Reflections on Impending Obamacare
Reform was surely needed to remove distortions imposed on medical care by its financing. The next big questions are what the Affordable Care Act really reforms; and, whether the result will be affordable for the whole nation. Here are some proposals, just in case.
New topic 2019-04-09 16:04:33 description
Institutions choose their locations for their own reasons, chief among which is cheap land, but the location near public transportation is another factor. They want to be near a source of employees but they also want to have cheap construction costs. Quite obviously, they are responding to cost pressures. Whatever the thought process underlying it, nursing homes and retirement villages usually get built in the far suburbs, often near the end of a public transportation route. A resulting problem is a vexing difficulty for a center-city hospital to find a nearby nursing home for convalescents. In time, suburbs grow up around these new institutions. A frequent consequence is a community of elderly people who need bus service to the doctor, surrounded by a community of young parents who must chauffeur their children to the doctor downtown. In typical American fashion, it eventually straightens itself out, but only after a lot of unnecessary inconvenience.
What is proposed here is that ways be found to encourage doctors to establish their offices on the campus of retirement villages. Doctors certainly like the idea of being near a cluster of people who see doctors a lot, while old folks like the idea of putting on a bathrobe and walking to the doctor's office. It would be hard to entice surgeons to locate anywhere except close to the hospital where they operate, so the natural first movers would be internists, geriatricians, pediatricians. If enough of them locate somewhere, a laboratory, pharmacy, and an x-ray department are sure to follow quickly.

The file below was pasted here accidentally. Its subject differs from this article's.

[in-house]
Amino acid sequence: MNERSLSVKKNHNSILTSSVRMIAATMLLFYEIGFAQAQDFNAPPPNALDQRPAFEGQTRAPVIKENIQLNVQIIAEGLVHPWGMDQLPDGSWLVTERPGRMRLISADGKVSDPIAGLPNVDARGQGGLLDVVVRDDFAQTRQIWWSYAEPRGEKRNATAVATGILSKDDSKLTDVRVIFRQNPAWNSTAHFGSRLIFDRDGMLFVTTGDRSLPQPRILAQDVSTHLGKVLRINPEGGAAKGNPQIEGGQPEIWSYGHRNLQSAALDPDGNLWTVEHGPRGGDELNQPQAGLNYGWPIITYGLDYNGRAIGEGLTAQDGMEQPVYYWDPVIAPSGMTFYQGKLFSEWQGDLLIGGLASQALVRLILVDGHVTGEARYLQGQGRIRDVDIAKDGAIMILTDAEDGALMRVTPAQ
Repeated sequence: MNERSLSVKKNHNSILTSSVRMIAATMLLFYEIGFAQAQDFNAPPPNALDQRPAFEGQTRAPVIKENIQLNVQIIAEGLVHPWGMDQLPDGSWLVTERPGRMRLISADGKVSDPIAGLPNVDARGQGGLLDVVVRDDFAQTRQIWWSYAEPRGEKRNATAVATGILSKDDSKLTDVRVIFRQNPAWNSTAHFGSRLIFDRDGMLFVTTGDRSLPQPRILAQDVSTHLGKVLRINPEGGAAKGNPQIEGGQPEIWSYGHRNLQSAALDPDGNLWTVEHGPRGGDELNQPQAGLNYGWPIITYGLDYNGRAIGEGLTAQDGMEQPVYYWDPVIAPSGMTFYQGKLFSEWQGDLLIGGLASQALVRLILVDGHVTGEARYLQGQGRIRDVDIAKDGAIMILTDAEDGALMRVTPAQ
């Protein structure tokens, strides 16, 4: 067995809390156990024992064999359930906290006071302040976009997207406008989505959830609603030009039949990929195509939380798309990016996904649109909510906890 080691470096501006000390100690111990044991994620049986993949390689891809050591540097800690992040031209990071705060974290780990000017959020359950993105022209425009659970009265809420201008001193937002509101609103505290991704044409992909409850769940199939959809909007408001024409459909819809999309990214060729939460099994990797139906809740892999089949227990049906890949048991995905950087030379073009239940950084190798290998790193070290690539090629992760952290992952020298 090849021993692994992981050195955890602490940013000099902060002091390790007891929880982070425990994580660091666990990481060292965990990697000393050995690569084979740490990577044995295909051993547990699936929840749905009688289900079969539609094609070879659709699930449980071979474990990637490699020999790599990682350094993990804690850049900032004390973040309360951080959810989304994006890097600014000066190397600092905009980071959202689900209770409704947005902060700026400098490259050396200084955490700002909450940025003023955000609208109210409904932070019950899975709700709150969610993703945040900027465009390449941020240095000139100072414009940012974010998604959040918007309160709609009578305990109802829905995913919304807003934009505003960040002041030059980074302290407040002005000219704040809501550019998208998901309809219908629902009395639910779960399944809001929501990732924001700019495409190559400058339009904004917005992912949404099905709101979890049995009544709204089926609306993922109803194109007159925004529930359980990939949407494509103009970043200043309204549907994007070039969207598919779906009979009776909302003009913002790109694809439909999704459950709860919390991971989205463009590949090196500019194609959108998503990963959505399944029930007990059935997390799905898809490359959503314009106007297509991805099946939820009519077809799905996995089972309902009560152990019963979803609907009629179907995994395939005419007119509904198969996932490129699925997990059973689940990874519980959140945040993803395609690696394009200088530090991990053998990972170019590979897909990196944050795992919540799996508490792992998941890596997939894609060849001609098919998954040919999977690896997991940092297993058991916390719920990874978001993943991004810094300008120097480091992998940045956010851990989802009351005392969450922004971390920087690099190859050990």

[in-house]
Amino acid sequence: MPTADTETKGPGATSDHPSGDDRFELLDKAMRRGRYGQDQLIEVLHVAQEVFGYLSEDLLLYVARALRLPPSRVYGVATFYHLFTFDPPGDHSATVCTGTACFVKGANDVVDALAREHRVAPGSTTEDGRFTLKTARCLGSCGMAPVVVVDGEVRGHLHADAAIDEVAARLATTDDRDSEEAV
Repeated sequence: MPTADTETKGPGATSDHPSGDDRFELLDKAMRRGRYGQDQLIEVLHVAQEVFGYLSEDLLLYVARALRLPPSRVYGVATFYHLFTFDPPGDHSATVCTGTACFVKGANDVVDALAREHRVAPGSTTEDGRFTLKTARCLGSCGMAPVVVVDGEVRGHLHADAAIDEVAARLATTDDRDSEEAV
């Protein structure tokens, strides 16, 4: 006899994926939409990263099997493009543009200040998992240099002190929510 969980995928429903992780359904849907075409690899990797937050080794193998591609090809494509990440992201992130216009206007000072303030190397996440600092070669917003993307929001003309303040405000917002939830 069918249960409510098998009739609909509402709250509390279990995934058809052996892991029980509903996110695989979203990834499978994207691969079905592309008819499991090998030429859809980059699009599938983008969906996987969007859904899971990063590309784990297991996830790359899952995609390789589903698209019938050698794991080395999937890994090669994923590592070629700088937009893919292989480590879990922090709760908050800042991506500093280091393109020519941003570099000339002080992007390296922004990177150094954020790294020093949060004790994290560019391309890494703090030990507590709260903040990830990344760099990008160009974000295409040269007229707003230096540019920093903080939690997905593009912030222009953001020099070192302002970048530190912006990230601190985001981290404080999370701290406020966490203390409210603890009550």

That initial medical cluster would be enough to attract the local townspeople since there is almost always a surplus of parking space. The rehabilitation and physiotherapy units which are often already in place would get more activity, and the doctors would make rounds among their patients in a somewhat expanded infirmary. A regular jitney bus service would take people to one or more hospitals for surgery and major illnesses. In time, the center of medical care would move away from hospital office buildings, out into the suburban community. Acute care hospitals might not welcome the concept, but they would enjoy higher income from filling their beds with greater intensity of care, and the reduced costs of somewhat constraining their scope of service. Medical care would be more diffusely distributed within a metropolitan region, which is generally a good thing, and educational interaction with other doctors would grow, but in different locations. Almost all of these changes should tend to reduce costs and improve productivity.
The simplest definition of the center of care is not the medical center but the location of primary physician offices and the most important step would be to discourage contractual links between referring physicians and a specific acute care hospital. Doctors left to themselves will locate offices where the patients are, and increasingly it is possible to see a shift of patients requiring chronic disease management and terminal care, into the retirement village. The tendency of doctors and laboratories to cluster around hospitals impedes this more natural shifting together. If doctors shift their offices and are allowed a choice, laboratories and x-rays will soon follow them. Before Medicare, the center of care was found near the high-rent districts of cities. In London it was Harley Street, in Philadelphia it was Spruce Street. As reimbursement changed, it shifted toward the hospital campus, where the parking problem is also solved. Nowadays, early discharge and reimbursement shifts have made it unattractive for a primary care physician to visit his patients in the hospital, so hospitalist and emergency room specialties are flourishing, with computerization feebly bridging interruptions to the continuity of care. The primary care physician would find the retirement village also solves the parking problem; pharmacies and laboratory pick-up are often already in place, and non-surgical specialists would soon follow primary care physicians. Patient transportation, at present crippled by expensive municipal monopolies, would be greatly eased by such shifts of medical interaction. Moreover, expanded infirmaries of retirement villages offer convenience and comfort near home.